Mr. Vishnubhakat was an active participant in USPTO's efforts to deal with the problems associated with hiding the real interests in patents and perhaps more importantly, patent litigation and the Roundtable on Proposed Requirements for Real-Party-in-Interest Information Throughout Application Pendency and Patent Term published in the Federal Register. USPTO sought comments on means for collecting and dissemination information about who the real owner of the patent applications and patents and how the USPTO what USPTO can do to collect more timely and accurate patent assignment information during patent prosecution and during it's term. He was the conduit through which organizations submitted comments to USPTO. (Here's an example.)
So what's going on here? Mr. Graham and Mr. Vishnubhakat both work for USPTO. Neither is simply an Expert Advisor doing some work at USPTO as a break from academia. Both are active participants in research and analysis and are directly involved in policy strategy and formulation and the implementation of the new Leahy-Smith America Invents Act. Why didn't the bios on the article reflect that? Why did the editor of the Journal of Economic Perspectives not require a more accurate bio?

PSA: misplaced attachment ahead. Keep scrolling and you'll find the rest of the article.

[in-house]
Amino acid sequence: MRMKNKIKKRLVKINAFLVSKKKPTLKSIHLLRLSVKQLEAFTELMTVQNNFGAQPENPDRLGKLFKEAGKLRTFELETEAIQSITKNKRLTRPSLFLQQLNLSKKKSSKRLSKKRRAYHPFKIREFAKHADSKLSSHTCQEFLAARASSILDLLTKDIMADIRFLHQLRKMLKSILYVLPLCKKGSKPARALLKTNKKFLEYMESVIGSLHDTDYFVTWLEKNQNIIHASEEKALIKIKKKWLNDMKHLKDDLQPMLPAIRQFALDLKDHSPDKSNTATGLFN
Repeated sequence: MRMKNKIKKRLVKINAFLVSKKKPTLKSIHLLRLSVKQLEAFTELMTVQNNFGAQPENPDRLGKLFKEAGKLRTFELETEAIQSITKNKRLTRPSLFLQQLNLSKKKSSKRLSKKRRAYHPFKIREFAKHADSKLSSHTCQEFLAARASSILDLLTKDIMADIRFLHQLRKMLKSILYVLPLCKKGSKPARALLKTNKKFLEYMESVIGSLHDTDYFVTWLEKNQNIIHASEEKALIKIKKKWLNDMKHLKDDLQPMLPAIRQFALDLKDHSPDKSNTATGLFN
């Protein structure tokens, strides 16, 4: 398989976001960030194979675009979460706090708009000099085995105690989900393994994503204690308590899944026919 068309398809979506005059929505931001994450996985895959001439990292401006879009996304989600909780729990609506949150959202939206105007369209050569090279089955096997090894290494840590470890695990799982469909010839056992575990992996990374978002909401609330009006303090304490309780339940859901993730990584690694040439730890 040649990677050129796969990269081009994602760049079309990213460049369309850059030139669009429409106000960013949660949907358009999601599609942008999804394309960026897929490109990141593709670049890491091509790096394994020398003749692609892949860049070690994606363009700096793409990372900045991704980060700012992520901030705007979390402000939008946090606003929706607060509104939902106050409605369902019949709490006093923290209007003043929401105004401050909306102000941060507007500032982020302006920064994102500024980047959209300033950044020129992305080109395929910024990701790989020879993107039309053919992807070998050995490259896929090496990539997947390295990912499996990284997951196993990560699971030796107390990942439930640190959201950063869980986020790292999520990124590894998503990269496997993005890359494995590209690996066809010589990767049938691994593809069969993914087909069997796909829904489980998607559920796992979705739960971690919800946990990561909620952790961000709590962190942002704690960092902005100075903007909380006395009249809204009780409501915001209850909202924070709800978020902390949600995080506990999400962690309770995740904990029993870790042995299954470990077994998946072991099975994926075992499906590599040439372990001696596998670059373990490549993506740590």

So the guys at USPTO who are working on seeking input on changing the rules of the game with respect to hiding the real-person-in-interest in patents are obfuscating their relationship with USPTO in academic articles.
Obfuscation must be contagious in the patentsphere. A little transparency might be in order here.
(Oh - and the whole cotton gin, sewing machine, laser discussion gets a little hackneyed when you consider that the level of complexity in the patent system hadn't reached today's breathtaking complexity when these inventors were duking it out. Just look at the size of the footnote needed to define the universe of software patents.)
Update - 4:47pm
This afternoon we reached out to the Editor of the Journal of Economic Perspectives (JEP) on their editorial policy with respect to the biographical information of their contributors.
Ms. Ann Norman Assistant Editor, JEP relayed the following, "Stuart Graham was Chief Economist at USPTO and now is an Expert Advisor. That status changed only at the last minute, apparently, at the last stages of preparing to send this paper for printing…
"So the authors did disclose their potential conflicts of interest to us, and it was/is an editorial decision as to whether these conflicts were significant enough to post online. We can, in-fact still post the full disclosure statements with the paper, though of course it is too late to mention in the paper itself that the online disclosure statement exists."
Ms. Norman graciously provided the full disclosures statements for both each author which confirm the status change.
We appreciate the timely response to our inquiry. We still believe it is important to the readers of articles about patents that the affiliations of the authors are known. We believe information transparency is an important element in fixing the perception that the patent system is broken. We don't believe it's broke we believe that the system needs more transparency.